Since I am presently in the process of procrastinating on preparing for a 4th of July party, I may as well share today’s story, too. This is another one I may expand into a slightly longer story at some point, seeing as it only hints at the emotions and psychology of the character on whose perspective it focuses. I’d like to dive deeper into that eventually.

Since it’s a character who is largely based on me, after all.


 Getting lost was easy, sitting in the back of the bar like he was. Usually, that was fine by him: attention was, generally speaking, not desirable, and crowds were an anathema. Blending into the scenery, being ignored, being alone, that was better. That was tolerable, even in distasteful establishments like this.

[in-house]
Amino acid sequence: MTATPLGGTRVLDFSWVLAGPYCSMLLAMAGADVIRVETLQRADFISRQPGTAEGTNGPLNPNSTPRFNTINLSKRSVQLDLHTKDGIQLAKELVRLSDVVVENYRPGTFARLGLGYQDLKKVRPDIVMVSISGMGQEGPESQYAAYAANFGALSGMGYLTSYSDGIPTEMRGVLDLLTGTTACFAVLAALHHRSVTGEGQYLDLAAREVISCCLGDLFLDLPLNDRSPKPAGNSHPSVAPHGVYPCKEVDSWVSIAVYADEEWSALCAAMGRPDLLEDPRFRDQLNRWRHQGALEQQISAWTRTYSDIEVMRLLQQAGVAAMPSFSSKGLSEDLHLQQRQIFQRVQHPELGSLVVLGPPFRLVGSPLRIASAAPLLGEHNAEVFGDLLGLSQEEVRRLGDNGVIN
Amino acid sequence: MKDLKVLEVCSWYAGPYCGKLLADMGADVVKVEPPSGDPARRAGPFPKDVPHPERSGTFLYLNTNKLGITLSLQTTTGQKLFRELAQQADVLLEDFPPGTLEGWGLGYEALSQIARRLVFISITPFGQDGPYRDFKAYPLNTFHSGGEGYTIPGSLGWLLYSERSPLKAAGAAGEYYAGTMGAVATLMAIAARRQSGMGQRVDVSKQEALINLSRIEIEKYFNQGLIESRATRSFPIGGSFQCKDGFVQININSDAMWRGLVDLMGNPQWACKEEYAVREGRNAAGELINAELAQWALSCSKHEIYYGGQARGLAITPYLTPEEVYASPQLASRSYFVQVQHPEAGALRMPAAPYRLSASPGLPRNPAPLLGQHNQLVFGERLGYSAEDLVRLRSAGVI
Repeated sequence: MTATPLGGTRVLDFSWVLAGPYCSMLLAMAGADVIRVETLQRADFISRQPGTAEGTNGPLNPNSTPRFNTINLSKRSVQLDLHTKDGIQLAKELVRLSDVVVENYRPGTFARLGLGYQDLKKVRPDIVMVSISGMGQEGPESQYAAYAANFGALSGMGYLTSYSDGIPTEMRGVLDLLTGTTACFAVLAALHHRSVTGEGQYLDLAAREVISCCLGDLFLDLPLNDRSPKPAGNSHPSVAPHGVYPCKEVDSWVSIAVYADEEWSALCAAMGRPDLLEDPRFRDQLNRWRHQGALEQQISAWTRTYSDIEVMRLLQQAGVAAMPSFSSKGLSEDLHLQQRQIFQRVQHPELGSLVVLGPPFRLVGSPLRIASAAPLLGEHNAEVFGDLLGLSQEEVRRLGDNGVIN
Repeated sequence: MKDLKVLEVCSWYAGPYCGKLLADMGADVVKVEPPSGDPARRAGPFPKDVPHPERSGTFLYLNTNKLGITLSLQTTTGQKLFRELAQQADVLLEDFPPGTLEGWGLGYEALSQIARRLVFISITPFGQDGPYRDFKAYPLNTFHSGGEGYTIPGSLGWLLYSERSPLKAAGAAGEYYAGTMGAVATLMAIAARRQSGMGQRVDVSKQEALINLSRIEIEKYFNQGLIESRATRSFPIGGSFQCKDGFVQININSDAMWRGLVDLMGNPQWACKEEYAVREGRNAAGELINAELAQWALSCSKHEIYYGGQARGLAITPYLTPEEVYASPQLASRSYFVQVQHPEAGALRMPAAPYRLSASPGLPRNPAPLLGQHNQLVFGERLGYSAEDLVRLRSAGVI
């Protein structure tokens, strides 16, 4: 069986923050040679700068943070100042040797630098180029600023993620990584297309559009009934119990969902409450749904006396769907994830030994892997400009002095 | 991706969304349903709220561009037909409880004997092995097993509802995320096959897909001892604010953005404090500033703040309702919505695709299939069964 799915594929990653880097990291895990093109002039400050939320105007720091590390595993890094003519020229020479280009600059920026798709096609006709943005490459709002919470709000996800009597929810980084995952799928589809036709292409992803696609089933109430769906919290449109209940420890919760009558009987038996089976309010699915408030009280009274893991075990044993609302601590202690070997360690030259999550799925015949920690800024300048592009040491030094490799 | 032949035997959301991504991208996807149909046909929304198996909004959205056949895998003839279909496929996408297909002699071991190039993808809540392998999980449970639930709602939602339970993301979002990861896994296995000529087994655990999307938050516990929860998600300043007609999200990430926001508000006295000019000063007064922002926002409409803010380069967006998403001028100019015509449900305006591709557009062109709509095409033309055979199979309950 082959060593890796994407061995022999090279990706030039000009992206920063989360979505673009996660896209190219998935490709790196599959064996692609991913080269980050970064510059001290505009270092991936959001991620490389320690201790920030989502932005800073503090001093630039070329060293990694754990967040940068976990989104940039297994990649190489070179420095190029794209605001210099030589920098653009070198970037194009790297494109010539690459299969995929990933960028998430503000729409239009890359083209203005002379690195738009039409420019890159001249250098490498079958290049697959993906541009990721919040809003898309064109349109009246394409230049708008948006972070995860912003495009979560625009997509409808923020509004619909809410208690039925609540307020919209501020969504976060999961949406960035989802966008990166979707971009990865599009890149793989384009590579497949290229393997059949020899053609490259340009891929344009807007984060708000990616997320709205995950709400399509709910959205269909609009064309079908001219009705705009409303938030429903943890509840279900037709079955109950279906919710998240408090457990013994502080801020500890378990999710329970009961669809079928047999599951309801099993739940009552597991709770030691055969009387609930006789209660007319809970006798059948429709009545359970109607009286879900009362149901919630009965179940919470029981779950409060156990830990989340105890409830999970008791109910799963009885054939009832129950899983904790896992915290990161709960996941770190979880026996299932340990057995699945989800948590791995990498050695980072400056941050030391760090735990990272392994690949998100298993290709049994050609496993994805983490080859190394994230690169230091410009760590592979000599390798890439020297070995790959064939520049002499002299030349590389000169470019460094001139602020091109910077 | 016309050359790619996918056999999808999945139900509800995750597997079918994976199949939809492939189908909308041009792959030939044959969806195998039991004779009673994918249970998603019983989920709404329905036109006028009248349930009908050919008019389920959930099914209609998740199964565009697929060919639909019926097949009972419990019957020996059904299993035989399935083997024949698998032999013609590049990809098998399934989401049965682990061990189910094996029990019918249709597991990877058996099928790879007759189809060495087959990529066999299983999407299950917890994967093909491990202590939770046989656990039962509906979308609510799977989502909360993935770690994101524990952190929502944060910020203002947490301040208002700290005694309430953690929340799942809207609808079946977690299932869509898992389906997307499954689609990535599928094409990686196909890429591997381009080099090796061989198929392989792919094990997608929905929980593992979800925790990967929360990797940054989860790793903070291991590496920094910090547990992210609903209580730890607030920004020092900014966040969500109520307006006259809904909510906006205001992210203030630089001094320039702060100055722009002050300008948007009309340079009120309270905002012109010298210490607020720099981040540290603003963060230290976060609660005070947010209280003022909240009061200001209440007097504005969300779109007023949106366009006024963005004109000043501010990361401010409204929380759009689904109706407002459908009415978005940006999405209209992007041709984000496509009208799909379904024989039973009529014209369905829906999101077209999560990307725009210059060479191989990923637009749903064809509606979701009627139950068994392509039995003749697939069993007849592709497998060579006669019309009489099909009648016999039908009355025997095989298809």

At least, that’s the lie he always told himself whenever he found himself sipping on a diet cola and shamefully stuffing some sort of fried garbage into his mouth—the mozzarella sticks at this dive were particularly good, he’d learned—but more and more the lie was ringing hollow in the recesses of his own mind.

 Surrounding the bar was a herd of obnoxious young twenty-somethings, enjoying their libations and engaging in the sickening posturing and strutting mate-seeking behavior he’d always despised. And yet, looking at their faces, at their alcohol-dulled eyes, he was forced to confront the paradoxical nature of the situation. They were full of life. They were happy. And he, not impaired by their fermented toxins, superior to them in all meaningful ways, felt a deep emptiness.

 He was alone.

 But at least the breading on the mozzarella sticks was crispy and flavorful.